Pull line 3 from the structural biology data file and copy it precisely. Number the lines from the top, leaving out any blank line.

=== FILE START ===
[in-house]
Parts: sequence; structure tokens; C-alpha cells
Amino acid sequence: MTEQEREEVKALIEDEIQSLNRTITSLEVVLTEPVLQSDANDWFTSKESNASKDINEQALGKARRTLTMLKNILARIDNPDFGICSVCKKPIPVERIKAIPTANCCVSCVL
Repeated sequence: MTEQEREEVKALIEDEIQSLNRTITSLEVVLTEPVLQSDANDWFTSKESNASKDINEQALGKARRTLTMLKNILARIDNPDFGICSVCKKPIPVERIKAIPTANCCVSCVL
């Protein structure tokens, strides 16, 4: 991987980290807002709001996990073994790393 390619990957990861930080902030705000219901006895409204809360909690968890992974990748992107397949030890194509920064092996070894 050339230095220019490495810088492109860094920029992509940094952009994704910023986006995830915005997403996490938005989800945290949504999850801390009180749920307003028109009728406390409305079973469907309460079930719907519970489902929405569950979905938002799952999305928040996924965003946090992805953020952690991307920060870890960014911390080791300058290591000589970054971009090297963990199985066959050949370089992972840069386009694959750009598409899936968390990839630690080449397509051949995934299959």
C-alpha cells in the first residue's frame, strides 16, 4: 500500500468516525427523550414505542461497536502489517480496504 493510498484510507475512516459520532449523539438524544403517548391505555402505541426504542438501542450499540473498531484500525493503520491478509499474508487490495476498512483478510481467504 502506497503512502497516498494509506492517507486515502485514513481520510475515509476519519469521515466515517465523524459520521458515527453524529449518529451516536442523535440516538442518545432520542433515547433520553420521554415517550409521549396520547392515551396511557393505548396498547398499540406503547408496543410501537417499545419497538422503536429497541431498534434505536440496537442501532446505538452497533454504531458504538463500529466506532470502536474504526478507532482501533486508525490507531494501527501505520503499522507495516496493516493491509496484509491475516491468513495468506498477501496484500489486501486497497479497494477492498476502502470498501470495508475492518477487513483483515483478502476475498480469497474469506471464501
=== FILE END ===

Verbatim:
Amino acid sequence: MTEQEREEVKALIEDEIQSLNRTITSLEVVLTEPVLQSDANDWFTSKESNASKDINEQALGKARRTLTMLKNILARIDNPDFGICSVCKKPIPVERIKAIPTANCCVSCVL